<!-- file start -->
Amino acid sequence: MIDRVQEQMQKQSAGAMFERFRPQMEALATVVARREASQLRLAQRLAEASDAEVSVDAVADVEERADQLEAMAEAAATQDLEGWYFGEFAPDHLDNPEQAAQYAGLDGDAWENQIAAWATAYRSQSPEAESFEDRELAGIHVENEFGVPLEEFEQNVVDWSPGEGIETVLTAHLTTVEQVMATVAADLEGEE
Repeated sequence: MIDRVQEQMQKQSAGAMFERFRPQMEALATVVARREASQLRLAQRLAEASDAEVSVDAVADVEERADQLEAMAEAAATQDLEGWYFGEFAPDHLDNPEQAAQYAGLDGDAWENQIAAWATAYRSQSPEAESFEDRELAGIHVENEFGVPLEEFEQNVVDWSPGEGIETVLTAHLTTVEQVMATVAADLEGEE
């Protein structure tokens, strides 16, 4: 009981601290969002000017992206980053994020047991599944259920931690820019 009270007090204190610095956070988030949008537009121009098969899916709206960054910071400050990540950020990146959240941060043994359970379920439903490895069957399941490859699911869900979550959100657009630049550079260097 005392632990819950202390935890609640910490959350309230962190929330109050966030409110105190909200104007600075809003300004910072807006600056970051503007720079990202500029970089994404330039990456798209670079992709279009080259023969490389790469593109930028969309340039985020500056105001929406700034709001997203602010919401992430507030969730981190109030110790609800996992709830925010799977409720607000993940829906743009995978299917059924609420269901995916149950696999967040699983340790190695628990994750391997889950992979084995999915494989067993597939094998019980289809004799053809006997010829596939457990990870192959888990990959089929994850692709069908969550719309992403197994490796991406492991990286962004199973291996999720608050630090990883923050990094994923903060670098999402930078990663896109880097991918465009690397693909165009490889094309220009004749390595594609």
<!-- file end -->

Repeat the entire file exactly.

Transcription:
Amino acid sequence: MIDRVQEQMQKQSAGAMFERFRPQMEALATVVARREASQLRLAQRLAEASDAEVSVDAVADVEERADQLEAMAEAAATQDLEGWYFGEFAPDHLDNPEQAAQYAGLDGDAWENQIAAWATAYRSQSPEAESFEDRELAGIHVENEFGVPLEEFEQNVVDWSPGEGIETVLTAHLTTVEQVMATVAADLEGEE
Repeated sequence: MIDRVQEQMQKQSAGAMFERFRPQMEALATVVARREASQLRLAQRLAEASDAEVSVDAVADVEERADQLEAMAEAAATQDLEGWYFGEFAPDHLDNPEQAAQYAGLDGDAWENQIAAWATAYRSQSPEAESFEDRELAGIHVENEFGVPLEEFEQNVVDWSPGEGIETVLTAHLTTVEQVMATVAADLEGEE
């Protein structure tokens, strides 16, 4: 009981601290969002000017992206980053994020047991599944259920931690820019 009270007090204190610095956070988030949008537009121009098969899916709206960054910071400050990540950020990146959240941060043994359970379920439903490895069957399941490859699911869900979550959100657009630049550079260097 005392632990819950202390935890609640910490959350309230962190929330109050966030409110105190909200104007600075809003300004910072807006600056970051503007720079990202500029970089994404330039990456798209670079992709279009080259023969490389790469593109930028969309340039985020500056105001929406700034709001997203602010919401992430507030969730981190109030110790609800996992709830925010799977409720607000993940829906743009995978299917059924609420269901995916149950696999967040699983340790190695628990994750391997889950992979084995999915494989067993597939094998019980289809004799053809006997010829596939457990990870192959888990990959089929994850692709069908969550719309992403197994490796991406492991990286962004199973291996999720608050630090990883923050990094994923903060670098999402930078990663896109880097991918465009690397693909165009490889094309220009004749390595594609």